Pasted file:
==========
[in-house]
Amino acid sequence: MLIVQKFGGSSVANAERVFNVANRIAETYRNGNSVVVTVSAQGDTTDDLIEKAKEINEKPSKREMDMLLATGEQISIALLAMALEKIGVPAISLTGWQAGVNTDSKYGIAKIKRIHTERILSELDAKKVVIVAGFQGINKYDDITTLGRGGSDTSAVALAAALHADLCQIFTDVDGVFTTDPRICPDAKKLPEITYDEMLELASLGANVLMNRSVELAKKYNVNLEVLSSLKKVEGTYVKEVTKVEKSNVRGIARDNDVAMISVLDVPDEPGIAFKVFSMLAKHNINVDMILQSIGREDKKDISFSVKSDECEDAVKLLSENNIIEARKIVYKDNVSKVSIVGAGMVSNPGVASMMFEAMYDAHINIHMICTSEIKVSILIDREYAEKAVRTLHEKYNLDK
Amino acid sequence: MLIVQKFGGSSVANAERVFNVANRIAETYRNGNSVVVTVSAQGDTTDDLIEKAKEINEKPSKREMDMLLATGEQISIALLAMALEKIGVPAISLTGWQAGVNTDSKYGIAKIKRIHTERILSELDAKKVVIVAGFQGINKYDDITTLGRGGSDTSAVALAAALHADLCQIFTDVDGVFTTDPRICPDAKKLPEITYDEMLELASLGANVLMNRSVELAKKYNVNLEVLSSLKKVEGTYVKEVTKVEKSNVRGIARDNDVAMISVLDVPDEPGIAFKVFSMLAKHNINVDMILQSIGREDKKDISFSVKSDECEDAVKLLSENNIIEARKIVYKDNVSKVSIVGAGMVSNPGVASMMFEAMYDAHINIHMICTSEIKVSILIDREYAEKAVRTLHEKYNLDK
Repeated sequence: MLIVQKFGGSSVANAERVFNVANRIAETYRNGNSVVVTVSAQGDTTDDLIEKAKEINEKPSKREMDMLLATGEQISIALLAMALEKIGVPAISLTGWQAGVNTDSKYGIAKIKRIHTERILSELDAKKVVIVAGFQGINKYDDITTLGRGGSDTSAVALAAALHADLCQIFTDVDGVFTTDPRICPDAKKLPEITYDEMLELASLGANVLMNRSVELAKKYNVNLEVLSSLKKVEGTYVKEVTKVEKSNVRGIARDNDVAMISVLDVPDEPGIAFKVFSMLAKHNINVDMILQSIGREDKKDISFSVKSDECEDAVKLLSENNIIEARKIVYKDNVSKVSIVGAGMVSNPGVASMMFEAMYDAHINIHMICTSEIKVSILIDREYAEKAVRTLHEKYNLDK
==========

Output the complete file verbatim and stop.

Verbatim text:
[in-house]
Amino acid sequence: MLIVQKFGGSSVANAERVFNVANRIAETYRNGNSVVVTVSAQGDTTDDLIEKAKEINEKPSKREMDMLLATGEQISIALLAMALEKIGVPAISLTGWQAGVNTDSKYGIAKIKRIHTERILSELDAKKVVIVAGFQGINKYDDITTLGRGGSDTSAVALAAALHADLCQIFTDVDGVFTTDPRICPDAKKLPEITYDEMLELASLGANVLMNRSVELAKKYNVNLEVLSSLKKVEGTYVKEVTKVEKSNVRGIARDNDVAMISVLDVPDEPGIAFKVFSMLAKHNINVDMILQSIGREDKKDISFSVKSDECEDAVKLLSENNIIEARKIVYKDNVSKVSIVGAGMVSNPGVASMMFEAMYDAHINIHMICTSEIKVSILIDREYAEKAVRTLHEKYNLDK
Amino acid sequence: MLIVQKFGGSSVANAERVFNVANRIAETYRNGNSVVVTVSAQGDTTDDLIEKAKEINEKPSKREMDMLLATGEQISIALLAMALEKIGVPAISLTGWQAGVNTDSKYGIAKIKRIHTERILSELDAKKVVIVAGFQGINKYDDITTLGRGGSDTSAVALAAALHADLCQIFTDVDGVFTTDPRICPDAKKLPEITYDEMLELASLGANVLMNRSVELAKKYNVNLEVLSSLKKVEGTYVKEVTKVEKSNVRGIARDNDVAMISVLDVPDEPGIAFKVFSMLAKHNINVDMILQSIGREDKKDISFSVKSDECEDAVKLLSENNIIEARKIVYKDNVSKVSIVGAGMVSNPGVASMMFEAMYDAHINIHMICTSEIKVSILIDREYAEKAVRTLHEKYNLDK
Repeated sequence: MLIVQKFGGSSVANAERVFNVANRIAETYRNGNSVVVTVSAQGDTTDDLIEKAKEINEKPSKREMDMLLATGEQISIALLAMALEKIGVPAISLTGWQAGVNTDSKYGIAKIKRIHTERILSELDAKKVVIVAGFQGINKYDDITTLGRGGSDTSAVALAAALHADLCQIFTDVDGVFTTDPRICPDAKKLPEITYDEMLELASLGANVLMNRSVELAKKYNVNLEVLSSLKKVEGTYVKEVTKVEKSNVRGIARDNDVAMISVLDVPDEPGIAFKVFSMLAKHNINVDMILQSIGREDKKDISFSVKSDECEDAVKLLSENNIIEARKIVYKDNVSKVSIVGAGMVSNPGVASMMFEAMYDAHINIHMICTSEIKVSILIDREYAEKAVRTLHEKYNLDK